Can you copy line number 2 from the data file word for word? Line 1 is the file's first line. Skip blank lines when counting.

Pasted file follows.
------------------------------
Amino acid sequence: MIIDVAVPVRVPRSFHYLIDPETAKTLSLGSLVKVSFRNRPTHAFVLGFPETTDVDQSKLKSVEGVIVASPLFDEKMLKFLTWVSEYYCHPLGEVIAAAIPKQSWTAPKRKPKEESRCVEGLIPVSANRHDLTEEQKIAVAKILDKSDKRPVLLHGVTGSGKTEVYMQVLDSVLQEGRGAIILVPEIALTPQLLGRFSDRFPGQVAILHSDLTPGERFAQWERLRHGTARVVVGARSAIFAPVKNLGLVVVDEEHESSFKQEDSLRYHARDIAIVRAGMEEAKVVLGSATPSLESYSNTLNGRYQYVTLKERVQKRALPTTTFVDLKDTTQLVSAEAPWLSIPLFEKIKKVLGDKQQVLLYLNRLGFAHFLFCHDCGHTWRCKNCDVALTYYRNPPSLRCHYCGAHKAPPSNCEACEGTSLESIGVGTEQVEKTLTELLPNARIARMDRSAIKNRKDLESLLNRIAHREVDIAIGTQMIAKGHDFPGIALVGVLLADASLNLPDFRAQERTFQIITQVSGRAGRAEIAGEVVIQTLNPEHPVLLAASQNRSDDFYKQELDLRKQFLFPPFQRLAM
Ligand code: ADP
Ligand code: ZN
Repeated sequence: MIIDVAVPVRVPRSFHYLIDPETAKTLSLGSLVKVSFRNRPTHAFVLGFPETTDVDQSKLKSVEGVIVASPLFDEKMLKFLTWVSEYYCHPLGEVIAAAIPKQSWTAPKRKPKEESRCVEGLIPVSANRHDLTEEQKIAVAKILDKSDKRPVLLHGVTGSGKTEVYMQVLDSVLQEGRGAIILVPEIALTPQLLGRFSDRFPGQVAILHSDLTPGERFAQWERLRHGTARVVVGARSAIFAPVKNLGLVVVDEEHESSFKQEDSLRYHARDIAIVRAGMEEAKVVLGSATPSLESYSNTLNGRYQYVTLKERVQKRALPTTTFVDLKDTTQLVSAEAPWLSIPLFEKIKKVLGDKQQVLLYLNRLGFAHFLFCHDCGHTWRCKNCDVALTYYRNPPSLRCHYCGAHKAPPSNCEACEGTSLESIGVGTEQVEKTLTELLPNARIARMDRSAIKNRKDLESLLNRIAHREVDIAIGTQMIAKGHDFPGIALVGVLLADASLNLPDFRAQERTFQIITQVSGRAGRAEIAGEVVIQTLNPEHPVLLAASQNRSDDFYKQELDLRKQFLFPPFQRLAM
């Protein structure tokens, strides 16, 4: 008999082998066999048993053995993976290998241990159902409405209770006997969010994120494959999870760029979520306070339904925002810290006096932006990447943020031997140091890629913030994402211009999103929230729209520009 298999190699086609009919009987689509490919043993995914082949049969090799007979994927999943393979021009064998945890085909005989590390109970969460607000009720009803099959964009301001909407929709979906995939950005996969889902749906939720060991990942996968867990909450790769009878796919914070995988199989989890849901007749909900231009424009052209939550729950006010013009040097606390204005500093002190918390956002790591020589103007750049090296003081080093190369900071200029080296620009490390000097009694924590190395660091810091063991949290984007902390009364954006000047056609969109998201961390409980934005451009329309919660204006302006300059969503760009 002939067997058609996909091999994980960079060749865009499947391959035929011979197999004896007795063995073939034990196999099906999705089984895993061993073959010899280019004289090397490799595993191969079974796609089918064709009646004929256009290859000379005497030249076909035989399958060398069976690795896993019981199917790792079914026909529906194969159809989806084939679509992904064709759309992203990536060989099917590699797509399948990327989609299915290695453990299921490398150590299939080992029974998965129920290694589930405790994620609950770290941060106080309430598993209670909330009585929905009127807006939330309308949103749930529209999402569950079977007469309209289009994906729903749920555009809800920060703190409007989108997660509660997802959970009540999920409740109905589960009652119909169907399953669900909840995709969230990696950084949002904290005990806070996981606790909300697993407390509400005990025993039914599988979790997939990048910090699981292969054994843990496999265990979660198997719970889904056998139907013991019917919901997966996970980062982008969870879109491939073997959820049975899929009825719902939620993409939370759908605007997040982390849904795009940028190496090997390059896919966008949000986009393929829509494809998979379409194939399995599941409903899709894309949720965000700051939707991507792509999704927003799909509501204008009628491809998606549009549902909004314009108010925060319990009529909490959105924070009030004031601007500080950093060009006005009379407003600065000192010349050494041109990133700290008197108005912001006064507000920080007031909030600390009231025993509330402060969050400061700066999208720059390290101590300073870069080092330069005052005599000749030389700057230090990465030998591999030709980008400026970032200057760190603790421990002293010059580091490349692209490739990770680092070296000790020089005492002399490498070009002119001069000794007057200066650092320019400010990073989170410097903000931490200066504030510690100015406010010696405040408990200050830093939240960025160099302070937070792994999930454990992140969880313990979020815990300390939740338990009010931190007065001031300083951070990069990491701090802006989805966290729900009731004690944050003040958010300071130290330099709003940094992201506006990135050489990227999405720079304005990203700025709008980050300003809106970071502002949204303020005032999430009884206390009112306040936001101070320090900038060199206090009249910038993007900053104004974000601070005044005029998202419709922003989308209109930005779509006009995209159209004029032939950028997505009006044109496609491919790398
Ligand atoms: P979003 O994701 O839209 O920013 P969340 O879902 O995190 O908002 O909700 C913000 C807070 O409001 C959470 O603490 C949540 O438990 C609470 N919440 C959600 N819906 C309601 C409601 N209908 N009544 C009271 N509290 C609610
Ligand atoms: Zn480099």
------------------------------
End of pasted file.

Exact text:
Ligand code: ADP